July 30, 2004

Lizard spit may treat diabetes

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The saliva of Gila monsters may hold the treatment for type 2 diabetes. /Courtesy Nashville Zoo

Lizard spit may treat diabetes

The saliva of a venomous lizard may hold treatment for those with type 2 diabetes.

Diabetes researchers at Vanderbilt University Medical Center are testing a new drug, which is derived from the saliva of the Gila monster.

This study is one of many novel research projects under way by researchers at the Vanderbilt Diabetes Center.

In other clinical trials, a new drug, called Exenatide, has produced significant results in reducing blood glucose levels in type 2 diabetics. In these studies Exenatide has not only lowered blood glucose levels, but also has shown an ability to reduce the body weight of study participants.

“Treatment of type 2 diabetes has become very complicated over the last 10 years because we understand the things that go wrong in the body causing type 2 diabetes are themselves complicated,” said Stephen Davis, M.D., the Rudolph H. Kampmeier Professor of Medicine and chief of the Division of Diabetes, Endocrinology and Metabolism.

Davis says the body of a person with type 2 diabetes no longer makes enough insulin, and the insulin that’s produced by the body doesn’t work effectively. Also, people with type 2 diabetes have increased production of a hormone called glucagon. This hormone counteracts the effect of insulin. The tipping point for many people with type 2 diabetes is brought about by an expanding waistline.

Hormonal imbalance, and a lack of sufficient insulin production, causes an increase in the appetite of those with diabetes that proves very difficult to control.

The way diabetes treatment has evolved is by trying to attack all these complications with different combinations of oral and injected medications.

“The great excitement about this new treatment is that it can attack all these problems in one go,” Davis said.

The new treatment known to researchers as a glucagon-like peptide-1 analog, or GLP-1, is a naturally occurring hormone in the human GI tract. GLP-1’s property is to increase insulin when glucose is high, and shut off production of the anti-insulin hormone glucagon. GLP-1 slows down the stomach’s emptying of glucose, and can decrease appetite, which results in weight loss.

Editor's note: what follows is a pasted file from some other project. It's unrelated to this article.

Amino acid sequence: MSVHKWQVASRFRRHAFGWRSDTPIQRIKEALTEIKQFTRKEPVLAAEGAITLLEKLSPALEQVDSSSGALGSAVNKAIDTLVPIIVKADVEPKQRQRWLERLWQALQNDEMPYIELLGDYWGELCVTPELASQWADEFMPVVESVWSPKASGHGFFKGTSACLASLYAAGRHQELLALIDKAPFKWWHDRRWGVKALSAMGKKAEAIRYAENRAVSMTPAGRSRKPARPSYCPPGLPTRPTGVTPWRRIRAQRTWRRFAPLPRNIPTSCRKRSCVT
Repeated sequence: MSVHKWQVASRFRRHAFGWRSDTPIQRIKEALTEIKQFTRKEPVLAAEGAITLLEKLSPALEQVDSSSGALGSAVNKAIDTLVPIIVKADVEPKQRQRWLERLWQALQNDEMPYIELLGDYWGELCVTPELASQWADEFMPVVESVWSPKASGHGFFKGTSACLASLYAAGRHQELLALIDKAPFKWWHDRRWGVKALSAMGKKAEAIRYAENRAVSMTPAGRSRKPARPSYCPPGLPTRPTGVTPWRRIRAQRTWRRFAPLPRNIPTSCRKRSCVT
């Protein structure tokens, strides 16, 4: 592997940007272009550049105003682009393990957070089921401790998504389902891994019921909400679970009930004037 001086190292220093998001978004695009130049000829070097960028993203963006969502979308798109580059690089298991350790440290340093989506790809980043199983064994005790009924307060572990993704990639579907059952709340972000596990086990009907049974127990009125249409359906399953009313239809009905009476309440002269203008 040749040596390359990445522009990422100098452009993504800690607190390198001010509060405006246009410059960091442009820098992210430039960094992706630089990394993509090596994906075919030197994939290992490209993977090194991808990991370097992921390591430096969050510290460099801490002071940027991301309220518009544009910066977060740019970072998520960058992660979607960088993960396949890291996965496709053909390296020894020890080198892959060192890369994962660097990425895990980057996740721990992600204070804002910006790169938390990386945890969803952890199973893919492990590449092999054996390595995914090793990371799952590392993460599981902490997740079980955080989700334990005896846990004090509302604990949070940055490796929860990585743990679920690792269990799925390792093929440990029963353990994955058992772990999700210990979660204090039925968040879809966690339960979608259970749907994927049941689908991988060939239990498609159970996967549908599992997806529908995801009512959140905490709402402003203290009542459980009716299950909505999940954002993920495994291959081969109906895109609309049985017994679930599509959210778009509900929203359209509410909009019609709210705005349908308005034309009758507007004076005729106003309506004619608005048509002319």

The problem in humans is that these hormones only last about two minutes in the bloodstream. The body produces an enzyme that rapidly inactivates them. Now this naturally occurring hormone has been modified to overcome the effect of the enzyme and last much longer in the body.

“The new agent we’re studying actually comes from the saliva of the Gila monster and is called Exendin-4,” Davis said. “This substance from the Gila monster is about 50 percent identical to human GLP-1, but doesn’t get attacked by the enzyme in the bloodstream, and therefore is not rapidly inactivated.”

Many people with type 2 diabetes must take multiple injections of insulin throughout each day to control blood-glucose levels. Davis says one injection of Exendin-4 can last up to 12 hours.

Exendin-4 has already successfully undergone several smaller trials, and three large FDA registration trials.

“The early results of these trials look very promising,” he said. “The agent can lower blood-glucose, lower the three-month measurement (knowns as A1c) of blood-glucose control, lower weight by about four to seven pounds, and by itself does not cause hypoglycemia (low blood sugar).”